Wojciech Baran, Jacek C. Szepietowski and Grazyna Szybejko-Machaj
Department of Dermatology, Venereology and Allergology, Wroclaw Medical University, ul.Chalubinskiego 1, PL-50-368, Wroclaw, Poland. E-mail: firstname.lastname@example.org
Accepted January 18, 2006.
p53 is a phosphoprotein, known since 1992 as a “guardian” of the genome (1, 2). A mutation in the p53 gene coding this protein, which activation protects the organism from tumourigenesis, has been found in more than half of all human tumour types (3). DNA damaging agents induce p53 protein activity, which leads to cell cycle arrest in the G1 or G2 phase and, in the case of ineffective DNA repair, apoptosis is initiated (4). p53 immunoreactivity has also been found in non-tumourigenic inflammatory skin diseases, e.g. psoriasis, chronic dermatitis, lupus erythematosus and lichen planus (5), often with controversial results. p53 is also detectable in normal skin, using various methods of antigen retrievals, especially after ultraviolet (UV) exposure, but at very low levels (6).
Pityriasis rubra pilaris (PRP) is a rare hyperkeratotic, papulo-squamous skin disorder with unknown aetiology. Although the first case was described in 1828, until now the pathogenesis of this rare disorder is still a matter for debate. A few possible mechanisms are considered: abnormal vitamin A metabolism in the skin, association with internal malignancies, immune system dysregulation (PRP often appears simultaneously with autoimmune diseases) and associations with infections, particularly human immunodeficiency virus. Hereditary forms of PRP are very rare (7, 8). Experimental studies showed that epidermal cells in PRP lesions have increased labelling index compared with normal skin keratinocytes, similarly to findings in psoriatic skin (9, 10). PRP presents with some histological features similar to psoriasis, especially hyperkeratosis, parakeratosis and acanthosis (7, 8, 11), which could result from cell cycle disturbances in the keratinocytes.
The present study was undertaken to evaluate expression of p53 protein in the lesional skin of patients with type I classic PRP (confirmed by histological examination).
PATIENTS AND METHODS
Skin biopsies were collected under local anaesthesia from 7 patients (3 women and 4 men). None of the patients had been exposed to UV treatment within at least 6 months. Skin samples were also taken from 10 healthy volunteers (5 women and 5 men) with no personal and family history of skin disorders (control group). The study was approved by the Commission of Bioethics at Wroclaw Medical University (KB 245/2004).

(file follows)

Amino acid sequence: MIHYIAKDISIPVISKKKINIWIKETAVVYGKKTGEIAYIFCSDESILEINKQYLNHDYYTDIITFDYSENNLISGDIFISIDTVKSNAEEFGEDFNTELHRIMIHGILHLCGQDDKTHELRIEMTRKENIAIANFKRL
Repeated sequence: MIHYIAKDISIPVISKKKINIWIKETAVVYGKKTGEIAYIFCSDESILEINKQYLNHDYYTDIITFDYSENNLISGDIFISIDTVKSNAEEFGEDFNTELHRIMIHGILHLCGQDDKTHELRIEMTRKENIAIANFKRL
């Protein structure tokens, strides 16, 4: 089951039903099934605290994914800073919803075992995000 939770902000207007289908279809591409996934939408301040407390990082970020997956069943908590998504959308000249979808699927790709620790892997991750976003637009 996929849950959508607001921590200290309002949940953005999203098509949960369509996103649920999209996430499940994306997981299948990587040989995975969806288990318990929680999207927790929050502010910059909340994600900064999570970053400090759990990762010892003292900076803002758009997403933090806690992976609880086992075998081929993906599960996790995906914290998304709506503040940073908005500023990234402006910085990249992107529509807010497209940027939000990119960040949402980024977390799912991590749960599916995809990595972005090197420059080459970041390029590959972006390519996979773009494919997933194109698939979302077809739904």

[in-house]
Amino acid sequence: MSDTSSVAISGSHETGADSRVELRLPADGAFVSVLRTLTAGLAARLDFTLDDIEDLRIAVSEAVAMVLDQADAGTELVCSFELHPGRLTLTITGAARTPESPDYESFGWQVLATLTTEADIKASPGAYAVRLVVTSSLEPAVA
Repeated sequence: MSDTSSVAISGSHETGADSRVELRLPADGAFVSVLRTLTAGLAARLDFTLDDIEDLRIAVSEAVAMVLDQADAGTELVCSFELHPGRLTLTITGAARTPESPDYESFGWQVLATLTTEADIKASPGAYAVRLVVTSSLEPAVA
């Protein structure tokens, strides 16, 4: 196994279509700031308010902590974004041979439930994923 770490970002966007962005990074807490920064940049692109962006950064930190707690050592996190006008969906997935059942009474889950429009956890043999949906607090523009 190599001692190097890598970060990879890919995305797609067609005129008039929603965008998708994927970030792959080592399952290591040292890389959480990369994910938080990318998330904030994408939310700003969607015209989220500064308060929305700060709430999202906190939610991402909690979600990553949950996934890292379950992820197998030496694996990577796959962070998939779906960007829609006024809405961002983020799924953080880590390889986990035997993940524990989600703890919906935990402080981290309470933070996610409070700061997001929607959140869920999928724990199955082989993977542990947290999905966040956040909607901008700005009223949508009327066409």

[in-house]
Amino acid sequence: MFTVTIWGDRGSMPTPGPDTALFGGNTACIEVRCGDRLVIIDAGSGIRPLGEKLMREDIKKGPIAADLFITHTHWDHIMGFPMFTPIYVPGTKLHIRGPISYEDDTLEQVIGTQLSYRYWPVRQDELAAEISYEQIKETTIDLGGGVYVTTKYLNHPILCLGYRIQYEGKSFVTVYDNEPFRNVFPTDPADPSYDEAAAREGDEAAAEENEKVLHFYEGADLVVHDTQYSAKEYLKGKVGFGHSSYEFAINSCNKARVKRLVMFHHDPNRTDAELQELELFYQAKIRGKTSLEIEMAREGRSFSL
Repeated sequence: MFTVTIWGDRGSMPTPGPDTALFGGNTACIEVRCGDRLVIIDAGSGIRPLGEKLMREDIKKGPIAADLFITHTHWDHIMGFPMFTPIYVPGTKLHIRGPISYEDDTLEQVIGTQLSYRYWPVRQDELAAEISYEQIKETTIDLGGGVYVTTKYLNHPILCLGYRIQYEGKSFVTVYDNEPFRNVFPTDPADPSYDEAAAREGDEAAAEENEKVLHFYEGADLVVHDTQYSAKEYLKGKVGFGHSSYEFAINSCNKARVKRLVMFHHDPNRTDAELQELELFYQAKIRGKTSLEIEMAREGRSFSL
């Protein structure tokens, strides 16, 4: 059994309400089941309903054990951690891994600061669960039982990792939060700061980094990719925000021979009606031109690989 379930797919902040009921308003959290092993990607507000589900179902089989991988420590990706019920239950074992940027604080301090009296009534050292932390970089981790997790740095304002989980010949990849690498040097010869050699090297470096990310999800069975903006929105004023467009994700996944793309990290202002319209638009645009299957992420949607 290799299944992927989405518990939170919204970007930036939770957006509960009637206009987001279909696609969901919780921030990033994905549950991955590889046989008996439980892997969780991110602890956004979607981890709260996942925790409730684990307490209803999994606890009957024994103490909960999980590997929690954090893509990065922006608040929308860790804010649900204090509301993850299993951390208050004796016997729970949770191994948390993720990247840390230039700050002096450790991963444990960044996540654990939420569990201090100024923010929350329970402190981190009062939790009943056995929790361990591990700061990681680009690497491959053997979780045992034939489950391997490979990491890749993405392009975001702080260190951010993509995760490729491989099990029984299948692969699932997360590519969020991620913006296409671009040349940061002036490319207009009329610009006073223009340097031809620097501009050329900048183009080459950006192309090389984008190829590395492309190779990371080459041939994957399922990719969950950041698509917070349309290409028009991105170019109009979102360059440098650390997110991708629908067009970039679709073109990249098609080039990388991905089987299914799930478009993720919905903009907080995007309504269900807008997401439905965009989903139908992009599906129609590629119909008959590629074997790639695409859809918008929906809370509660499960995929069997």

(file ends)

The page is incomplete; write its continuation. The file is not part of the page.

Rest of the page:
The expression of p53 protein was demonstrated using the avidin–biotin complex immunoperoxidase method and monoclonal antibody DO7 (Monoclonal Mouse Anti-Human p53 Protein, Clone DO7, DakoCytomation, Glostrup, Denmark, code M7001) recognizing both wild-type and mutant-type p53 proteins. Negative controls were provided by performing standard procedure excepting incubation with the primary antibody. A sample of oesophageal carcinoma strongly positive for p53 was used as a positive control. The positive keratinocyte nuclei count (10 fields for each slide, ×400) and percentage of keratinocytes with stained nuclei (5 fields for each slide, 1 field ≈ 100 cells) was estimated using a Nikon Eclipse E600 light microscope. The examiner was not informed to which group the specimen belonged. Only cells with nuclear staining were taken into consideration. Statistical analysis of the results was done using the Mann-Whitney U test, p < 0.05 was considered statistically significant.
Immunoreactivity for p53 was seen only in the nuclei of the epidermal cells, no stained cells were observed in the dermis. p53 reactivity was observed almost in all samples, only two normal skin specimens were negative. p53-positive cells showed various staining intensity, but negative ones were easily distinguishable from them (Fig. 1). Mean count of p53 positive cells in PRP skin (14.7 ± 12.8) was significantly higher (p = 0.02) than in control group (4.0 ± 6.3). Similarly, the average percentage of p53 positive keratinocytes was higher (p < 0.01) in lesional skin (10.11% ± 8.62) compared with biopsis taken from healthy volunteers (2.44% ± 3.55). The age of the patients, clinical type of PRP and duration of illness related poorly with the number and percentage of p53 positive cells (data not shown).
Fig. 1. p53 immunoreactivity in (A) pityriasis rubra pilaris lesional skin and (B) healthy control (original magnification ×200).
It is likely that increased expression of p53 in PRP skin is a physiological reaction of p53 trying to protect keratinocytes against increased proliferation, which could lead to the development of errors in DNA structure. DO7 monoclonal antibody detects both wild-type and mutated form of the p53 protein and it is obvious that other factors, not only mutation, may account for the accumulation of this protein. Our results, demonstrating for the first time enhanced p53 expression in lesional skin of patients with PRP, may suggest that the cell cycle is disturbed in PRP epidermis. However, further studies are required to completely determine the molecular basis of the cell cycle regulations in the epidermal cells, which will broaden our knowledge of the pathogenesis of this rare disease.
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